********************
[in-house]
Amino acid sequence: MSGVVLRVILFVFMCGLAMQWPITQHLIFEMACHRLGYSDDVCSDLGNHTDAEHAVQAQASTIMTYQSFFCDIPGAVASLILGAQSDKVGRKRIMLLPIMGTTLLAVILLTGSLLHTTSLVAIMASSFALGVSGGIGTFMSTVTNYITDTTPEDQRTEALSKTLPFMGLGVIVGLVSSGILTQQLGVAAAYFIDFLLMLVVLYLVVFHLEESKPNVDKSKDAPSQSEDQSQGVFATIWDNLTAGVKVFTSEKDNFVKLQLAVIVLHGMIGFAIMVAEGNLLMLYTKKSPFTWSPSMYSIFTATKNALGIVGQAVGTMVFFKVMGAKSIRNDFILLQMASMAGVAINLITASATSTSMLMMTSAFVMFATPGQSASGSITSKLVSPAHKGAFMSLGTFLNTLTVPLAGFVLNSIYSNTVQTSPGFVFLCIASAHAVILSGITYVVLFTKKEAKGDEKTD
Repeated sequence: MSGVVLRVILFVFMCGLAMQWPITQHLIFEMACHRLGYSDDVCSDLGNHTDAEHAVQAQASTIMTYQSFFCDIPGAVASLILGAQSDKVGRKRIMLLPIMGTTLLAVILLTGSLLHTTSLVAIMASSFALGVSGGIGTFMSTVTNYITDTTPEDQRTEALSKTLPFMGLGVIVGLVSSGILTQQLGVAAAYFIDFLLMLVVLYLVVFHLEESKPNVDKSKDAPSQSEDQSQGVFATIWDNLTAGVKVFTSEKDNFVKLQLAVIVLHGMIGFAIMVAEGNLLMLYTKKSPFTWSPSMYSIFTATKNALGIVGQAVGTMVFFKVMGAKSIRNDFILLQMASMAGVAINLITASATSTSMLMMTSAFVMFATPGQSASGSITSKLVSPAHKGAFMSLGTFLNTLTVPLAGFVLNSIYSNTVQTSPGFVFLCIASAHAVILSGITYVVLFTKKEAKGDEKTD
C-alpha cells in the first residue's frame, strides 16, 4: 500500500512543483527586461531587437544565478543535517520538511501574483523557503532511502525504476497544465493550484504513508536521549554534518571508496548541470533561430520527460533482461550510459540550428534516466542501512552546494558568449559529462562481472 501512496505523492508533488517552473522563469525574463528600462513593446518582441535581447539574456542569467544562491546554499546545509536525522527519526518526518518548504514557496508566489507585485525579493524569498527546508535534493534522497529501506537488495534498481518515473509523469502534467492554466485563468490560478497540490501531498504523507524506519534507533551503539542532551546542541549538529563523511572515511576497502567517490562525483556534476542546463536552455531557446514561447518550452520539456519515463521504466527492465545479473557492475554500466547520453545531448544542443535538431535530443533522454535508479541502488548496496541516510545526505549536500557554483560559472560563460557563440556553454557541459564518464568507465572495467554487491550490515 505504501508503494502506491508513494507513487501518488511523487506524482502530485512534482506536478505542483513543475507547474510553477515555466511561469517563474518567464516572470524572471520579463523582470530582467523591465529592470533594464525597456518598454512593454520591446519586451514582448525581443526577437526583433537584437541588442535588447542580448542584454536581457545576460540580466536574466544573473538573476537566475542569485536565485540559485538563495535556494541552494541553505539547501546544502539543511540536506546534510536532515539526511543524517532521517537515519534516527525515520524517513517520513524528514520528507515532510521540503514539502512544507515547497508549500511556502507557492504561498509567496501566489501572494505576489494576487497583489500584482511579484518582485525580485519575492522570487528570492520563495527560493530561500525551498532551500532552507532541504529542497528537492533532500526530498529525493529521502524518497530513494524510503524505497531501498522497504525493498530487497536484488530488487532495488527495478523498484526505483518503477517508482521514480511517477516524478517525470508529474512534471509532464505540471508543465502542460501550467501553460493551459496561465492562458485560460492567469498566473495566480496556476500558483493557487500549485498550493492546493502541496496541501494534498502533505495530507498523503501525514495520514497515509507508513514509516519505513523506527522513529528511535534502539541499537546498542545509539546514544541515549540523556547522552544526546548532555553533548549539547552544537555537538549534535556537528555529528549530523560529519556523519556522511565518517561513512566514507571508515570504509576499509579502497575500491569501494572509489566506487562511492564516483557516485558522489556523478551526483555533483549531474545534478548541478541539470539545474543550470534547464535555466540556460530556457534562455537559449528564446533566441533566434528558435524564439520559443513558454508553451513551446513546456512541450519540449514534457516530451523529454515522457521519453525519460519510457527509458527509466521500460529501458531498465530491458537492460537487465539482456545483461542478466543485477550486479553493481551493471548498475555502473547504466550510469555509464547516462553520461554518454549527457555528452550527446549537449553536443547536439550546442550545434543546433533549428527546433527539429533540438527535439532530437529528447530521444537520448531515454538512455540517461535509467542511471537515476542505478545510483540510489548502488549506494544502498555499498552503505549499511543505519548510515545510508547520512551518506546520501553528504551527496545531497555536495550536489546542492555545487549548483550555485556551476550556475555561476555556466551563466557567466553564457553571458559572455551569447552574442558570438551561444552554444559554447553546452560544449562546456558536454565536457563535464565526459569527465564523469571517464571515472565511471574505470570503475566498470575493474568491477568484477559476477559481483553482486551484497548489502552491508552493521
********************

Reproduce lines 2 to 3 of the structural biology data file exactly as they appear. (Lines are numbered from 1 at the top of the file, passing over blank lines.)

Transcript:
Amino acid sequence: MSGVVLRVILFVFMCGLAMQWPITQHLIFEMACHRLGYSDDVCSDLGNHTDAEHAVQAQASTIMTYQSFFCDIPGAVASLILGAQSDKVGRKRIMLLPIMGTTLLAVILLTGSLLHTTSLVAIMASSFALGVSGGIGTFMSTVTNYITDTTPEDQRTEALSKTLPFMGLGVIVGLVSSGILTQQLGVAAAYFIDFLLMLVVLYLVVFHLEESKPNVDKSKDAPSQSEDQSQGVFATIWDNLTAGVKVFTSEKDNFVKLQLAVIVLHGMIGFAIMVAEGNLLMLYTKKSPFTWSPSMYSIFTATKNALGIVGQAVGTMVFFKVMGAKSIRNDFILLQMASMAGVAINLITASATSTSMLMMTSAFVMFATPGQSASGSITSKLVSPAHKGAFMSLGTFLNTLTVPLAGFVLNSIYSNTVQTSPGFVFLCIASAHAVILSGITYVVLFTKKEAKGDEKTD
Repeated sequence: MSGVVLRVILFVFMCGLAMQWPITQHLIFEMACHRLGYSDDVCSDLGNHTDAEHAVQAQASTIMTYQSFFCDIPGAVASLILGAQSDKVGRKRIMLLPIMGTTLLAVILLTGSLLHTTSLVAIMASSFALGVSGGIGTFMSTVTNYITDTTPEDQRTEALSKTLPFMGLGVIVGLVSSGILTQQLGVAAAYFIDFLLMLVVLYLVVFHLEESKPNVDKSKDAPSQSEDQSQGVFATIWDNLTAGVKVFTSEKDNFVKLQLAVIVLHGMIGFAIMVAEGNLLMLYTKKSPFTWSPSMYSIFTATKNALGIVGQAVGTMVFFKVMGAKSIRNDFILLQMASMAGVAINLITASATSTSMLMMTSAFVMFATPGQSASGSITSKLVSPAHKGAFMSLGTFLNTLTVPLAGFVLNSIYSNTVQTSPGFVFLCIASAHAVILSGITYVVLFTKKEAKGDEKTD